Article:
$377.5 millionfor the three months ended March 31, 2022compared to $331.3 millionin the same period in 2021, an increase of $46.2 million. The primary reasons for this increase are as follows: •$26.1 million increase due to an increase in the average number of containers on-hire of approximately 0.5 million CEU; and •$18.3 million increase primarily due to an increase in average per diem rates for our dry containers partially offset by a decrease in average per diem rates for our refrigerated and special containers. Fee and ancillary lease revenues were $11.4 millionfor the three months ended March 31, 2022compared to $8.5 millionin the same period in 2021, an increase of $2.9 million, primarily due to an increase in fee revenues related to the repositioning of containers. Finance lease revenues were $28.1 millionfor the three months ended March 31, 2022compared to $6.9 millionin the same period in 2021, an increase of $21.2 million. This increase is primarily due to the addition of $1.5 billionof net finance lease receivable since April 2021partially offset by the runoff of the existing portfolio. Trading margin. Trading margin was $4.1 millionfor the three months ended March 31, 2022compared to $8.1 millionin the same period in 2021, a decrease of $4.0 million. The decrease was primarily due to a decrease in container sales volumes. Net gain (loss) on sale of leasing equipment. Gain on sale of equipment was $29.0 millionfor the three months ended March 31, 2022compared to $22.0 millionin the same period in 2021, an increase of $7.0 million. The increase was primarily due to a 36.1% increase in the average sale price of our used dry containers, partially offset by a 29.4% decrease in sales volumes due to our limited inventory of containers available for sale. Depreciation and amortization. Depreciation and amortization was $160.7 millionfor the three months ended March 31, 2022compared to $143.3 millionin the same period in 2021, an increase of $17.4 million. The primary reasons for the increase are as follows: •$26.5 million increase due to the increased size of our container fleet; partially offset by •$7.7 million decrease due to an increase in the number of containers that have become fully depreciated. Direct operating expenses. Direct operating expenses primarily consist of our costs to repair equipment returned off lease, store equipment when it is not on lease and reposition equipment from locations with weak leasing demand. Direct operating expenses were $6.2 millionfor the three months ended March 31, 2022compared to $9.4 millionin the same period in 2021, a decrease of $3.2 million. The primary reasons for the decrease are as follows: •$2.0 million decrease in repair, handling and repositioning expense primarily due to timing of drop-off activity; and •$0.9 million decrease in storage expense resulting from a decrease in the number of idle units. 28 -------------------------------------------------------------------------------- Administrative expenses. Administrative expenses were $21.3 millionfor the three months ended March 31, 2022compared to $20.9 millionin the same period in 2021, an increase of $0.4 million. Provision (reversal) for doubtful accounts. Reversal for doubtful accounts was immaterial for the three months ended March 31, 2022, compared to $2.5 millionin the same period in 2021. We reversed reserves in the first quarter of 2021 which were originally recorded in 2020 against a mid-sized customer receivable. Interest and debt expense. Interest and debt expense was $54.5 millionfor the three months ended March 31, 2022, compared to $54.6 millionin the same period in 2021, a decrease of $0.1 million. The primary reasons for the decrease are as follows: •$17.4 million decrease due to a decrease in the average effective interest rate to 2.50% from 3.30%; partially offset by •$17.3 million increase due to an increase in the average debt balance of $2.1 billion. Income taxes. Income tax expense was $13.9 millionfor the three months ended March 31, 2022compared to $11.7 millionin the same period in 2021, an increase of $2.2 million. The increase in income tax expense was primarily the result of an increase in pre-tax income partially offset by a decrease in the portion of income generated in higher tax jurisdictions in the three months ended March 31, 2022. 29 --------------------------------------------------------------------------------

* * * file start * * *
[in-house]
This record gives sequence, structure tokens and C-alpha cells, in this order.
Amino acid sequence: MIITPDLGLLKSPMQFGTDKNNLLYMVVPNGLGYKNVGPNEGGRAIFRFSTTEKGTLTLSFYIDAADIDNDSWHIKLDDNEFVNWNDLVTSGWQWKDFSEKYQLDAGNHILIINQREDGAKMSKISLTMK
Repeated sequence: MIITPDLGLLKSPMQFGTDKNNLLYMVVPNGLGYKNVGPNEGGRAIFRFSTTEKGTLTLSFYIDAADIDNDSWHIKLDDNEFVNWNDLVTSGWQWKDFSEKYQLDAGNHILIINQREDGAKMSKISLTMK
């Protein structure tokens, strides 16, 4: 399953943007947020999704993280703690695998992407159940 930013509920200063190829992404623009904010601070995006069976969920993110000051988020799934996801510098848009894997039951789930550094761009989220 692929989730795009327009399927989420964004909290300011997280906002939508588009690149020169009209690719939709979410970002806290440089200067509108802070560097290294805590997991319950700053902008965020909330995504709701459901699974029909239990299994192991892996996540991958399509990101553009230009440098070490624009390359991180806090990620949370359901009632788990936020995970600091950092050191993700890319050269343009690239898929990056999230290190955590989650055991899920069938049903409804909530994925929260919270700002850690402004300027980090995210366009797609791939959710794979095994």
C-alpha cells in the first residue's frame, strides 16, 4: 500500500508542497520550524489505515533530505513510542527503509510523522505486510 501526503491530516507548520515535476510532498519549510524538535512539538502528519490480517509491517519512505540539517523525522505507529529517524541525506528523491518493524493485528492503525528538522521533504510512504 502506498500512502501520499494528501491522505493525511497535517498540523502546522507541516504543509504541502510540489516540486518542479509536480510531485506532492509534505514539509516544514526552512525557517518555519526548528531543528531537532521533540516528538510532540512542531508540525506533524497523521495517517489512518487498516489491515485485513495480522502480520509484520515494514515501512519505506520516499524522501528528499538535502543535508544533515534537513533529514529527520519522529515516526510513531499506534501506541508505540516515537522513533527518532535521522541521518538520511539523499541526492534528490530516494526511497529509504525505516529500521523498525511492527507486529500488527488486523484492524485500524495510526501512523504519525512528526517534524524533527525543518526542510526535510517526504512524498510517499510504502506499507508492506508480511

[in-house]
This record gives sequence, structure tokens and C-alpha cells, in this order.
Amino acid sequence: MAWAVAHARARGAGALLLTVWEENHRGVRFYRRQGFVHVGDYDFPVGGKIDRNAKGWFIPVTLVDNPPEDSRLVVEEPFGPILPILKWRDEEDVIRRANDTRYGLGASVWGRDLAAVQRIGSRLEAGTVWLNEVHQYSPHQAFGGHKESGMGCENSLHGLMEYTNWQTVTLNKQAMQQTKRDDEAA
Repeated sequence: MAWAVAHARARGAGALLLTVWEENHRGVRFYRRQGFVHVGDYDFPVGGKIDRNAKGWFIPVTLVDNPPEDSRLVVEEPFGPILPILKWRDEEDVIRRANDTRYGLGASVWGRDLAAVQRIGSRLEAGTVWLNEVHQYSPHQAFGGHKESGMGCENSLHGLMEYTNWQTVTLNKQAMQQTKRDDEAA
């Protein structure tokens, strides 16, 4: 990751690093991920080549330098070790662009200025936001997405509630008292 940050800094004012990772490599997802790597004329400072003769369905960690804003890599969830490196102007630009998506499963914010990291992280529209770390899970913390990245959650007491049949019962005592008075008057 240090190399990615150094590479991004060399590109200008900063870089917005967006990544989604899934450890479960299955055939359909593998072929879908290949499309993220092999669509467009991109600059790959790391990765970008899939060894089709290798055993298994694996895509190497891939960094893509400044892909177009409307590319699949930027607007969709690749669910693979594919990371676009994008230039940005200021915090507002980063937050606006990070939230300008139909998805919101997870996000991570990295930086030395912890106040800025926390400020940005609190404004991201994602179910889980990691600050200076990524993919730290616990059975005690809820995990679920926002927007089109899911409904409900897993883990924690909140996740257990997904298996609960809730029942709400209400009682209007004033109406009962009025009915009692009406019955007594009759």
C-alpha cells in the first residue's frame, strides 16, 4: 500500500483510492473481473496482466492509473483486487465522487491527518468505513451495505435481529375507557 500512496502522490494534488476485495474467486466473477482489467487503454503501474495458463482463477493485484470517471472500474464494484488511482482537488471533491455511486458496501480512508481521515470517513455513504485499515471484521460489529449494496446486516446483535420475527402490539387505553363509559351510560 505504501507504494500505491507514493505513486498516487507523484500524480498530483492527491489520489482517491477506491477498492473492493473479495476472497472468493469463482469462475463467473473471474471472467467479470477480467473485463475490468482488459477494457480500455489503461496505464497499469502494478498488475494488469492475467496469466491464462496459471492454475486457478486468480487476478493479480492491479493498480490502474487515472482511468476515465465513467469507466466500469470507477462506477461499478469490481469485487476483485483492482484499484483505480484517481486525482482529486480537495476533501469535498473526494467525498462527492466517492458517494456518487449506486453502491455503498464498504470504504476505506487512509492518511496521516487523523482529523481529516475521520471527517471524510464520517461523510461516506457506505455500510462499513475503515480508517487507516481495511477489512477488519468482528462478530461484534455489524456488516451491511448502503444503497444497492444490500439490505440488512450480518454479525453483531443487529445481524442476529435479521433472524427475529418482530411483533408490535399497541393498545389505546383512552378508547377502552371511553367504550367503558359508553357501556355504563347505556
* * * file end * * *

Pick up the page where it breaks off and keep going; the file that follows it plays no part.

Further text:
We are party to various operating and finance leases and are obligated to make payments related to our borrowings. We are also obligated under various commercial commitments, including payment obligations to our equipment manufacturers. Our equipment manufacturer obligations are in the form of conventional accounts payable, and are satisfied by cash flows from operations and financing activities.
The following table summarizes our contractual commitments and obligations as of
Contractual Obligations by Period 2027 and Contractual Obligations: Total Remaining 2022 2023 2024 2025 2026 thereafter (dollars in millions)
Main debt securities
$ 2,982.9Interest on debt obligations(1) 1,077.3 159.9 196.8 169.3 149.0 119.4 282.9 Operating leases (mainly facilities) 5.7 2.7 2.3 0.6 0.1 - - Purchase obligations: Equipment purchases payable 56.8 56.8 - - - - - Equipment purchase commitments 259.5 259.5 - - - - -
Total contractual obligations
(1) Amounts include actual interest for fixed rate debt, estimated interest for floating rate debt and interest rate swaps that are in a callable position based on
Critical Accounting Estimates Our consolidated financial statements have been prepared in conformity with
U.S.GAAP, which requires us to make estimates and assumptions that affect the amounts and disclosures reported in the consolidated financial statements and accompanying notes. We base our estimates and judgments on historical experience and on various other assumptions that we believe are reasonable under the circumstances. We evaluate our estimates and assumptions on an ongoing basis. Our actual results may differ from these estimates under different assumptions or conditions. For a discussion of our critical accounting estimates, see Part II, Item 7. Management's Discussion and Analysis of Financial Condition and Results of Operations in our 2021 Annual Report on Form 10-K. There have been no significant changes to our critical accounting estimates since our 2021 Annual Report on Form 10-K. 30